in bed with the Pre-Raphaelites

Sort of… am actually in bed with a cold, which inspired a marathon viewing of the BBC’s lush and lovely, Desperate Romantics, inspired by the lives and loves (and lusts) of the members of the Pre-Raphaelite Brotherhood. The series stars Aidan Turner (of Being Human fame) as Dante Gabriel Rossetti, Rafe Spall as William Holman Hunt, Samuel Barnett as John Everett Millais, Sam Crane as Fred Walters, and Amy Manson as model and muse Lizzie Siddal.

Amy Manson as Elizabeth Siddal in Desperate Romantics

Visually, the series is a stunner. Sets, costumes, make-up, the imagery and design of the series captures the beauty and richness of the Pre-Raphaelite ideals, and brings to life the rebellious spirit of the members of this revolutionary group. Amy Manson’s Lizzie Siddal shines as a living image of the burnished gold beauty immortalized in Rossetti’s works.

The series does not romanticize the tragic aspects of Lizzie’s relationship with Gabriel, lending a certain grace and dignity to what was a troubled relationship during a time when a women had little control over their personal fortunes. Lizzie’s efforts to become an artist in her own right are explored in equal measure, as is her addiction and depression. Annie Miller, Fanny Cornforth, and Jane Burden (Morris) are also introduced and treated as more than mere models, but as individuals in their own right who managed to become part of a movement that would immortalize them.

Rossetti's Beata Beatrix

This is what the series does well… it captures these characters and reveals them as imperfect and passionate beings, desperate to capture life as they see it. Unfortunately, clocking in at six, 50 minute episodes, the series feels rushed. A history that spanned years, appears to take place over the course of a few months… Which explains why I found myself wondering what sort of substance Rossetti, Hunt, and Millais were consuming to produce such large-scale works during the course of a couple of sleepless nights. Also missing are the other members of the brotherhood (with the exception of an appearance by William Morris and Edward Burne-Jones late in the series), and Rossetti’s family.

Desperate Romantics manages to capture the spirit of the movement, if not in a historically accurate manner. The series is sexed up, but that may not be so far off the mark for this group, and may help generate a renewed interest in the PRB. For myself, the series was a great way to reignite my own passion for Pre-Raphaelite history and an entertaining way to spend a few hours in bed. It’s a beautiful series and makes me yearn for stunning red hair.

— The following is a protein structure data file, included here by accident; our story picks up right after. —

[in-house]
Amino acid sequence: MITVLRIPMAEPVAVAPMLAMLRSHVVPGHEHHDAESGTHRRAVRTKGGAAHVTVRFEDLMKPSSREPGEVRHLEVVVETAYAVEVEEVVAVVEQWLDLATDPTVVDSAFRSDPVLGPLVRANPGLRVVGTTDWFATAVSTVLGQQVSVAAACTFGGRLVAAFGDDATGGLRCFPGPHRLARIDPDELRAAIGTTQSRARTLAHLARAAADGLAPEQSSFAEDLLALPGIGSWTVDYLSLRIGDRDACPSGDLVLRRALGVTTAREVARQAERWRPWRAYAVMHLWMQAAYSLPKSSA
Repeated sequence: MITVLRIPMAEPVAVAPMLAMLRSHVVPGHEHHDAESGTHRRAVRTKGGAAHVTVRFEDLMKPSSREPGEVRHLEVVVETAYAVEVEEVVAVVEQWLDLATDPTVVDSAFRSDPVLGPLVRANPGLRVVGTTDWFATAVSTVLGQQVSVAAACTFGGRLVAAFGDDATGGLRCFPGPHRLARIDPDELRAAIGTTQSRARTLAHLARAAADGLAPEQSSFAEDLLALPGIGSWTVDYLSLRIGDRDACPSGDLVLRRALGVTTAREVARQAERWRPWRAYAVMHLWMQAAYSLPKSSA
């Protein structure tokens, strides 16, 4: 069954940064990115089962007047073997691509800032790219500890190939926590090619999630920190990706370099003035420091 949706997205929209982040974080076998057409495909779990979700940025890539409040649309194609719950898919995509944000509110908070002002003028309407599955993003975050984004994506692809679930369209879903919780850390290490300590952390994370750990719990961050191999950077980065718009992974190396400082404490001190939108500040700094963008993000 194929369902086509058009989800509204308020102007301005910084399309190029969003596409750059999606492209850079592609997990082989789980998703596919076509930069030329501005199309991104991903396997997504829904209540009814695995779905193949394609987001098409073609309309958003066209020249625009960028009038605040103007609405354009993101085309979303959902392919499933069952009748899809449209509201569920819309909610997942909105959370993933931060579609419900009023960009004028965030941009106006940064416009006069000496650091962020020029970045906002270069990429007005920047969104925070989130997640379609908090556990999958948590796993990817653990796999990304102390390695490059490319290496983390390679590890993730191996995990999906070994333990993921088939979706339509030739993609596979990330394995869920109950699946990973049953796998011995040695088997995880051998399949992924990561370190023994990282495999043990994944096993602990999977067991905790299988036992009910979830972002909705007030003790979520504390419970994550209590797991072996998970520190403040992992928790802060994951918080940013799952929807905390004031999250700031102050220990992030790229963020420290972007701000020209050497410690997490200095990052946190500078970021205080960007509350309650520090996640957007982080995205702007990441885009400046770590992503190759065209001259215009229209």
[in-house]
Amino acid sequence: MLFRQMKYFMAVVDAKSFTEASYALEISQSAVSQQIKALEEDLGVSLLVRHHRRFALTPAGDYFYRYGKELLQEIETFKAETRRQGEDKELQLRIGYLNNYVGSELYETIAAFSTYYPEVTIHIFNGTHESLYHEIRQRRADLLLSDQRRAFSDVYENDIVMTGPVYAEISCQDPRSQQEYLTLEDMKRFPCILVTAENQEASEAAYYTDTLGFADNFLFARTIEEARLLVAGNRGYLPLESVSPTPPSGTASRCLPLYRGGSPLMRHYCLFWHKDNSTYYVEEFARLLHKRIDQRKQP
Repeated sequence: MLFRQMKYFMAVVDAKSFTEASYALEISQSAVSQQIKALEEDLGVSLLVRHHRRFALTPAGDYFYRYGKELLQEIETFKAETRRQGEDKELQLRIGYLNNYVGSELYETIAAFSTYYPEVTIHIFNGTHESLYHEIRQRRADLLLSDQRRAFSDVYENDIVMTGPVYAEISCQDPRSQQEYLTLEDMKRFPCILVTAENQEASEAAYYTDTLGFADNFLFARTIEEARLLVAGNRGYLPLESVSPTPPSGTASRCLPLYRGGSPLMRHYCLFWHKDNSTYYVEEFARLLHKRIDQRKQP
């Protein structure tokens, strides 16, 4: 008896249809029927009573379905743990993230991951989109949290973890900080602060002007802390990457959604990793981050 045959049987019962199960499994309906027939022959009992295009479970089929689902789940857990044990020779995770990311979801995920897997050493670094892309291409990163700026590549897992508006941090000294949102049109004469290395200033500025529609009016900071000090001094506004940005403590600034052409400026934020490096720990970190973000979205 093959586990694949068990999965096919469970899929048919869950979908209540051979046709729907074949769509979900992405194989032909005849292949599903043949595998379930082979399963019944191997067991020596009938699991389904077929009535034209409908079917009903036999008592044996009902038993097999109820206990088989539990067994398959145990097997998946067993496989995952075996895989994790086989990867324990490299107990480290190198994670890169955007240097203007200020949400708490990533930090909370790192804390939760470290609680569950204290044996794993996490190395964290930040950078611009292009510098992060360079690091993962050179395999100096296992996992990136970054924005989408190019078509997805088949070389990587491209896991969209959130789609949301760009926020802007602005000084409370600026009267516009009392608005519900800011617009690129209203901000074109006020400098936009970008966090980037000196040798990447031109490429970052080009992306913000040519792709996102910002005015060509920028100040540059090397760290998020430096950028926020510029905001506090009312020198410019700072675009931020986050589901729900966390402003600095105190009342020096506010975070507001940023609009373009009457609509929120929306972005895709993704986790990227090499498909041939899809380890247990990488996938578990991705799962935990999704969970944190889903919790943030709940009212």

Review: Berkeley Square

A look at my Netflix queue looks something like Period Films 101. I love a good costume drama–the more corsets and bustles, the better–so I’ve decided to start blogging about these. I blog about one of my pastimes, why don’t I blog about this one?

berkeley-sqI recently watched Berkeley Square, a drama set in Edwardian London that follows the travails of three nannies: straight-laced and dedicated Matty, naive but loyal Lydia, and troubled Hannah. Each nanny has her own story, their lives coming together as they enter the tight-knit community of nannies that serve the families of Berkeley Square. Despite the differences in their character, the three women bond over the difficulties of their position as women and servants. The series raises issues of social justice for women and the working class, as well as the question of women’s right to experience love when serving in a profession that requires complete dedication to the demands of one’s employer.

I was surprised by some of the issues raised by the series. Hannah’s story in particular raises several issues concerning women’s tenuous position as mothers and workers during this era. An unwed mother, Hannah finds herself in trouble when her child’s father, her only protector, dies in an accident. Struggling to keep her child safe, Hannah is forced to leave little Billy in another’s care before she can take up her post as nanny. Keeping her child secret from her employer and friends, Hannah acts as a mother for the children in her care, but is unable to do the same for her own child.

The series is a must-watch for any lover of period pieces. The storyline is intriguing and illustrative of a slice of Edwardian life that is often overlooked. Think of it as The Nanny Diaries with prams and prying nursemaids.